A Holy Basil
by Ali Berlow
She closed her eyes and let her face fall into the basil plant that she held in her hands. The smell of it always reminds her of her great aunt even though she was only nine years old when the grande dame died. She watched that day when they’d put her on a thin mattress on the floor because in Hinduism dying in bed is a bad omen. And she saw them gently place leaves of the tulsi plant—holy basil—in her aunt’s mouth along with some sacred water from the Ganges, and read to her from the Gita to ease the way through her final journey.
Afterwards, the cousins whispered between themselves that it was inauspicious for such a young girl to have seen death up so close. It was only going to bring her bad luck.
No one knew how old the great aunt was when she died but they’d guessed it was somewhere between 99 and 102 years. She was a tiny woman who always wore gold embroidered saris, bracelets up and down both wrists and a long braid streaked with grey that she swirled into a tightly woven bun. When she told stories, she had a habit of rubbing her arthritic hands with a freshly cut chili pepper and the skin under her chin would flap like the wattle of a turkey. It swung when she got excited talking about being a scullery maid in the kitchen of the Raffles Hotel in Singapore.
She’d brag to anyone who’d listen that it was because of her that Rudyard Kipling came back time and again to eat there because she’s the one who chopped the ginger, garlic and chilis and ground by hand the brown mustard seeds, amchoor and cumin for those chutneys and pickles that Kipling liked so much. This was how she traced her greatest contribution to the civilized world—by feeding England’s first Nobel Prize winner in literature.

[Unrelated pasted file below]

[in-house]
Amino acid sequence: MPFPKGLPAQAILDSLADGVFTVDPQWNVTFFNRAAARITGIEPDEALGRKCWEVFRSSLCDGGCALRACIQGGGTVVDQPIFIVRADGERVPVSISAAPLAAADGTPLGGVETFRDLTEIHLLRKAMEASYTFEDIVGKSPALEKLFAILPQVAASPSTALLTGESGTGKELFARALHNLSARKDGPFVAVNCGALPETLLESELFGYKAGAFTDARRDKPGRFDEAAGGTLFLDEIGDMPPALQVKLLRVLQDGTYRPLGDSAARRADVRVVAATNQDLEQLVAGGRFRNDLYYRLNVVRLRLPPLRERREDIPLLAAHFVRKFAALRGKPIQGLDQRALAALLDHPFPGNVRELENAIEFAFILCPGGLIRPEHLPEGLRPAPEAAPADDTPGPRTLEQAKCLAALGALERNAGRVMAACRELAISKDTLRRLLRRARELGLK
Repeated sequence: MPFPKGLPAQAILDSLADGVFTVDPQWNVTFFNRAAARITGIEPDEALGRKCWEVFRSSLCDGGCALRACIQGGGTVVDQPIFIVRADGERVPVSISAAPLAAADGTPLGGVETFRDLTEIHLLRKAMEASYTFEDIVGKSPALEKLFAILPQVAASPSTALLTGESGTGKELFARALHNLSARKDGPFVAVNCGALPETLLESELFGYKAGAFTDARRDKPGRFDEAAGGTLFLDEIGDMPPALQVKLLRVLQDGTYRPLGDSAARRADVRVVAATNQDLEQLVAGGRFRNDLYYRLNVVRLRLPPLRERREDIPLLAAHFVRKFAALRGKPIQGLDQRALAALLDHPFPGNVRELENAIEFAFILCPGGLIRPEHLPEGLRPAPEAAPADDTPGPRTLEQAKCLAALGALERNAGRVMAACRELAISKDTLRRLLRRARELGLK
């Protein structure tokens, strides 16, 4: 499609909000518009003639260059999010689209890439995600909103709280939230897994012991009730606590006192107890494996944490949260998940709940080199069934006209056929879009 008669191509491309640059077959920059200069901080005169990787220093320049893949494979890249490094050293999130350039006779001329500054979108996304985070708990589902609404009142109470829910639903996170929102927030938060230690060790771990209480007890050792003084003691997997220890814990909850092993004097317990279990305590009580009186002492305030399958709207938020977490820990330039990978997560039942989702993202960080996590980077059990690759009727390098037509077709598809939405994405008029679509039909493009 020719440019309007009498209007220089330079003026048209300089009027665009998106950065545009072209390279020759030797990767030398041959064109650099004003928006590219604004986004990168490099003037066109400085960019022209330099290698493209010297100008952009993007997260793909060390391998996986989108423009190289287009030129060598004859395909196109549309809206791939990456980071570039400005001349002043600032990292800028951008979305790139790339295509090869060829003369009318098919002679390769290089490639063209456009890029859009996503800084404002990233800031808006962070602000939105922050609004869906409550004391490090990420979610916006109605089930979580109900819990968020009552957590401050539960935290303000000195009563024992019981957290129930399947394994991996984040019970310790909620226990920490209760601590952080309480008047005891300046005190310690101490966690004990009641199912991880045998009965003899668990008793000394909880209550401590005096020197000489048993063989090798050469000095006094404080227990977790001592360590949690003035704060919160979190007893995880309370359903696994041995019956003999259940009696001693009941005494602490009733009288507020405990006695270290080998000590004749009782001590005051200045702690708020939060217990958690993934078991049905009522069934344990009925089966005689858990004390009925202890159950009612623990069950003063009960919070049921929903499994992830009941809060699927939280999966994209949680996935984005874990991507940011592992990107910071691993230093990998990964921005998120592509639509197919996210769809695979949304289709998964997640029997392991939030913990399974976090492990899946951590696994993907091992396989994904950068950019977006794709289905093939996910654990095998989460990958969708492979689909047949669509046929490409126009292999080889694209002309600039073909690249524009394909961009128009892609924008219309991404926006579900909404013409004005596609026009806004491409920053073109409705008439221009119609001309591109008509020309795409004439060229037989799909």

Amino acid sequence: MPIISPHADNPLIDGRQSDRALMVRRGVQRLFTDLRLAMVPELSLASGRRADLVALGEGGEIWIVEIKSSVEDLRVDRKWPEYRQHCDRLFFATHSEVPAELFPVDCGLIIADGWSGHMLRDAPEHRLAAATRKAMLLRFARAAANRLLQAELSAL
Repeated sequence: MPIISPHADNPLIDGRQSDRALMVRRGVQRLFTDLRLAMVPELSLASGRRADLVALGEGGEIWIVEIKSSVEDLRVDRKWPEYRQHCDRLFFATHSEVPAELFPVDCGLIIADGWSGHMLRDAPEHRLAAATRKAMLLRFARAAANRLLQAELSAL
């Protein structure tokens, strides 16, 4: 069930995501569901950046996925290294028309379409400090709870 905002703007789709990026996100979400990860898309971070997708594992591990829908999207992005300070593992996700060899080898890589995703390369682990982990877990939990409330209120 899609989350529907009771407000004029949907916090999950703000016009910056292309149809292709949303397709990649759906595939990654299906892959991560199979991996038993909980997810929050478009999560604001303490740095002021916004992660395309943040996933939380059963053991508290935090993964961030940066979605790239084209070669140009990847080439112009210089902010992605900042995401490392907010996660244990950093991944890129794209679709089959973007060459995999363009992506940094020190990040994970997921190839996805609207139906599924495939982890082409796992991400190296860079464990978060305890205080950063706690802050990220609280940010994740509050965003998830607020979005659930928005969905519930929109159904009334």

The little girl who saw the old lady’s death didn’t grow up to be so unlucky after all. She inherited her mother’s shapely proportions and her father’s black coffee eyes. She’s good at organizing things, gives money to charity and helps out at the animal shelter when she can. She’s fine being over forty and never married. Really she is. It just never worked out that way for her and so she travels a lot—and posts the pictures on her Facebook page for the family to see.
Her cousins settled in New Jersey and made their fortune with a line of boil-in-bag Indian dinners—all natural and kosher certified; Bombay potatoes, Kashmir spinach and Punjab lentils are just a few of them. Ever year they send her a case for Christmas. What she doesn’t eat, she gives to friends because there’s always a few meatball vindaloos left over.
She snapped out of her reverie, jerking her head out of the basil plant when she heard the Italian cooking instructor’s voice say something about ‘dropping the leaves in boiling water for 5 seconds.’ The teacher went on about plunging them in ice water to set the bright green color before making the pesto.
The basil plant she was holding was wilting in her hand—the ball of roots was nearly dry and soil-less and hung limply in a plastic bag, bound by a rubber band. It was hydroponic—not of the ground. Looking it this rather pathetic plant, she decided to skip the pesto and the class and take it home instead. Every good Hindu household she knew of had a sacred basil—and even though this wasn’t the holiest of them, it was time she grew one.
A version of this was originally broadcast on WCAI & WNAN, The Cape & Islands NPR Station.